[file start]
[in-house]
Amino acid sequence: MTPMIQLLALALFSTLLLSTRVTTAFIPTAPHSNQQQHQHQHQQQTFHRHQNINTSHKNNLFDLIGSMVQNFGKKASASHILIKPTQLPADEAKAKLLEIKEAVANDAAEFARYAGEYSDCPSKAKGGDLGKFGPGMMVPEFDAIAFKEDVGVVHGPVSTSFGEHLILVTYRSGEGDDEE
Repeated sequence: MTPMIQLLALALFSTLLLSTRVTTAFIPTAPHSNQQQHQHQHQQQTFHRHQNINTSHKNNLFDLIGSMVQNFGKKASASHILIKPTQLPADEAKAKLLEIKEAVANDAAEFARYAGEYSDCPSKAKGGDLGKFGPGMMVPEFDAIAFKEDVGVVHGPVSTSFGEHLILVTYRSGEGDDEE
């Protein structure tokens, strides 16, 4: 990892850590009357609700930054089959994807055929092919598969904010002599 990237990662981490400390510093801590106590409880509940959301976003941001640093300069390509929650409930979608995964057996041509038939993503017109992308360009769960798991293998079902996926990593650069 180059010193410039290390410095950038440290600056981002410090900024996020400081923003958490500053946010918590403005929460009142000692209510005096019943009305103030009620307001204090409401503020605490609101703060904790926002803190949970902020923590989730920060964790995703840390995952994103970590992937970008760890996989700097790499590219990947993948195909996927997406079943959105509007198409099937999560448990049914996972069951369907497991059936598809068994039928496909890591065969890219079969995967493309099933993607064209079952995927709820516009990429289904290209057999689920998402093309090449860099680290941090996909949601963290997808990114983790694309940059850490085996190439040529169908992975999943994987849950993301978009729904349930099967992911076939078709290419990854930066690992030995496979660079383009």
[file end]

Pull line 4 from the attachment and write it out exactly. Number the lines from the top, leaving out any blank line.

């Protein structure tokens, strides 16, 4: 990892850590009357609700930054089959994807055929092919598969904010002599 990237990662981490400390510093801590106590409880509940959301976003941001640093300069390509929650409930979608995964057996041509038939993503017109992308360009769960798991293998079902996926990593650069 180059010193410039290390410095950038440290600056981002410090900024996020400081923003958490500053946010918590403005929460009142000692209510005096019943009305103030009620307001204090409401503020605490609101703060904790926002803190949970902020923590989730920060964790995703840390995952994103970590992937970008760890996989700097790499590219990947993948195909996927997406079943959105509007198409099937999560448990049914996972069951369907497991059936598809068994039928496909890591065969890219079969995967493309099933993607064209079952995927709820516009990429289904290209057999689920998402093309090449860099680290941090996909949601963290997808990114983790694309940059850490085996190439040529169908992975999943994987849950993301978009729904349930099967992911076939078709290419990854930066690992030995496979660079383009």